Another example. Professor Davina Allan from the University of Cardiff presented at our Kings’ Seminar. During her presentation, she discussed her own ethnography of nursing practice on a ward. And what she saw challenged popular notions as to what a nurse does. Much of a nurse’s time, she personally observed in her ethnographic study, was spent in management roles, and not just filling-in paper work; managing beds, off duty rostas, negotiating resources. What was staggering was the percentage of this time, being around 60 per cent of a nurse’s shift. Now we might quibble about the generalizability of that study, or the degree to which such the percentage reflected a true figure. My own view, for what it is worth, is that it brought back memories of my own time in practice. Again, the ethnography opened to me a view of my own roles rather different to what I might previously have believed.

My point here is that these ethnographies bring to focuses how complex practice is, how ideas held and stated can be very different to what actually occurs. Practice has to be reflected on beyond initial observations, and not just taken at face value. Realisation that our own notions can differ from what is made clear through ethnography opens up all kinds of questions to grapple with, whether to the way we as practitioners really approach stated pain, or if nursing is about managing or direct patient care. In other words, ethnography provides a very practical means to getting in to critical reflection and critical thinking.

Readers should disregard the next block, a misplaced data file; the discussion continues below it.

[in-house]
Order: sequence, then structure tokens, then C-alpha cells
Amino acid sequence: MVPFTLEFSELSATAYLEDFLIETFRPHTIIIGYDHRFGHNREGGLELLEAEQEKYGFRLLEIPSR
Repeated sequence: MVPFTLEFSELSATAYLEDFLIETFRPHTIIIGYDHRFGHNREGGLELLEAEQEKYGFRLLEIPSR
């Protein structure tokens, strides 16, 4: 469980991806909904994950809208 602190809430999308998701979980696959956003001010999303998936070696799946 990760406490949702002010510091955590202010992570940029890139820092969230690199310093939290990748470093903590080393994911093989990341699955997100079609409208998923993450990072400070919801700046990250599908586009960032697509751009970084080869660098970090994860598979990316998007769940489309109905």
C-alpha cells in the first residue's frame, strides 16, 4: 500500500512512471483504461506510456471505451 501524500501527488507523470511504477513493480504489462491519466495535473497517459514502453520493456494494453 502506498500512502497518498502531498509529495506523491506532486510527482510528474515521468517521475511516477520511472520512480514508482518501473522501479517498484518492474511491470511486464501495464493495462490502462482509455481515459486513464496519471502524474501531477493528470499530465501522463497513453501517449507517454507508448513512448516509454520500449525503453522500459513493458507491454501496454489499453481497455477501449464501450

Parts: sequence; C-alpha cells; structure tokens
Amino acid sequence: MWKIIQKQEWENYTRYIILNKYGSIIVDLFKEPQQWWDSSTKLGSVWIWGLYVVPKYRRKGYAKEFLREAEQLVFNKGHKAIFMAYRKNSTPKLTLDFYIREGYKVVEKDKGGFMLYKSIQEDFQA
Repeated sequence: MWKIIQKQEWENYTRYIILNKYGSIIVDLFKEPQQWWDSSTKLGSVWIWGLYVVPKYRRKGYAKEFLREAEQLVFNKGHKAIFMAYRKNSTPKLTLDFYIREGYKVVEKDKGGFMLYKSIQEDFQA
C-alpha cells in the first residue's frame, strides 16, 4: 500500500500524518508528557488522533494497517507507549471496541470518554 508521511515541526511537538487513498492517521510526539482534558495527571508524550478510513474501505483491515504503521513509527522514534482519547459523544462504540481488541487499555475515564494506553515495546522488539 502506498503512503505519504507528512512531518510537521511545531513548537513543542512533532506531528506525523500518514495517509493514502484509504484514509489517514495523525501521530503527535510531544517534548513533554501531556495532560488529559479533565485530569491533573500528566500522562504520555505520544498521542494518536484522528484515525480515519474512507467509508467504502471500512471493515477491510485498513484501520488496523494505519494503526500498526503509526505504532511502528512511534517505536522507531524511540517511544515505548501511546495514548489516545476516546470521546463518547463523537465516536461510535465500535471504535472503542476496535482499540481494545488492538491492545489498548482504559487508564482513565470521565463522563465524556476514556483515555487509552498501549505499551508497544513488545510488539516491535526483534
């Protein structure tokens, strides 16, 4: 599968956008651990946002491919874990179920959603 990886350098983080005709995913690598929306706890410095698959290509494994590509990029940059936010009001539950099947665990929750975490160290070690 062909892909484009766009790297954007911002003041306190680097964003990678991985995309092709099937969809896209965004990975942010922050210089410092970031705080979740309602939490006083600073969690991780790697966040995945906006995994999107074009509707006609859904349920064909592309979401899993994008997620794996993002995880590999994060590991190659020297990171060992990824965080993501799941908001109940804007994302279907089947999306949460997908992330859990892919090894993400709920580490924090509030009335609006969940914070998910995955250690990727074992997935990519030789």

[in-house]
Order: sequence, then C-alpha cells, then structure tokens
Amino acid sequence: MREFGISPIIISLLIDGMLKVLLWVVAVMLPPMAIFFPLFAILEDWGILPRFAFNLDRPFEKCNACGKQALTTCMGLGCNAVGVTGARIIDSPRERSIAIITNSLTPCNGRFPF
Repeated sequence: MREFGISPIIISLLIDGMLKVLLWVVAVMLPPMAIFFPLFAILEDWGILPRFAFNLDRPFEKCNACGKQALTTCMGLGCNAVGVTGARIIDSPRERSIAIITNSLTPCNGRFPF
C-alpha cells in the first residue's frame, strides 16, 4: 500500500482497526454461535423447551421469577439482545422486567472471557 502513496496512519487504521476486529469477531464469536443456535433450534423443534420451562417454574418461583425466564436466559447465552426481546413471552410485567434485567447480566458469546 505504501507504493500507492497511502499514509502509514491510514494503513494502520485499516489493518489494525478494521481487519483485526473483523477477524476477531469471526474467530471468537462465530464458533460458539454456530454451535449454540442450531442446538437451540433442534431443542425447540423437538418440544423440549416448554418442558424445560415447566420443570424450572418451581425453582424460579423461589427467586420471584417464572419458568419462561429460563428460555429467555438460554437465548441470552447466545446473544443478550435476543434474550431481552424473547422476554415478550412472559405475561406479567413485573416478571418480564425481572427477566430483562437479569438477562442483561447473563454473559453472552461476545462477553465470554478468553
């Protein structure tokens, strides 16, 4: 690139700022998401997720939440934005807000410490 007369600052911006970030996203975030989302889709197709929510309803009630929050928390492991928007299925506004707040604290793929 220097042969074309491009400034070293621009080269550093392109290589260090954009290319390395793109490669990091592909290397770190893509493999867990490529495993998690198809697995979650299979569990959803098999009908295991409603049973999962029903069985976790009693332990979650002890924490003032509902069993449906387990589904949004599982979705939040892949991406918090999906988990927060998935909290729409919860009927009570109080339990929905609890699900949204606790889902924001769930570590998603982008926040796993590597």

So how might ethnography be drawn on practically? Will Ball, one of the students contributing to the series, and now doing a PhD with us at Edinburgh Napier University, suggested the idea of an ethnography as a first placement experience. The intention here is to facilitate insight into how our understandings, others’ narratives, and realities can differ, to challenge the notion that experience can be taken at face value, and to encourage thinking critical thinking into contradictions.

My initial reaction was one of skeptisism. On reflection, I wonder – just wonder – whether the student participants might be on to something here. Of course there are many issues that would need to be thought through; the practicalities of developing expertise in ethnography (though there may be many ethnographers sat in schools of nursing just waiting for such an opportunity), of enabling such placements, thinking through whether assessment would be helpful and, if so, what form it should take. I’d be interested to hear your thoughts and ideas on this, as well as, as indicated at the start of this presentation, how we might take forward an idea such as this (or the many other possibilities offered up by the seminar series).

Work would have to be done thinking through how such a placement might be facilitated; preparation beforehand, facilitation during and afterwards, assessment. I am not an ethnographer, my own research using methods very far removed. The idea opens up the possibility of collaboration with academics in other schools, ethnographers being located in schools of anthropology, geography, sociology and so on.

The way theory develops is often iterative. Ideas are developed, and altered over time in light of experience. Ethnography, both the insights from published ethnographies such as by Davina Allan or Kate Seers, or through practical training and exposure, can provide students with a working understanding of theories and practice and how one can contribute to the other.

What do you think?

Iain Atherton is a Reader at Edinburgh Napier University.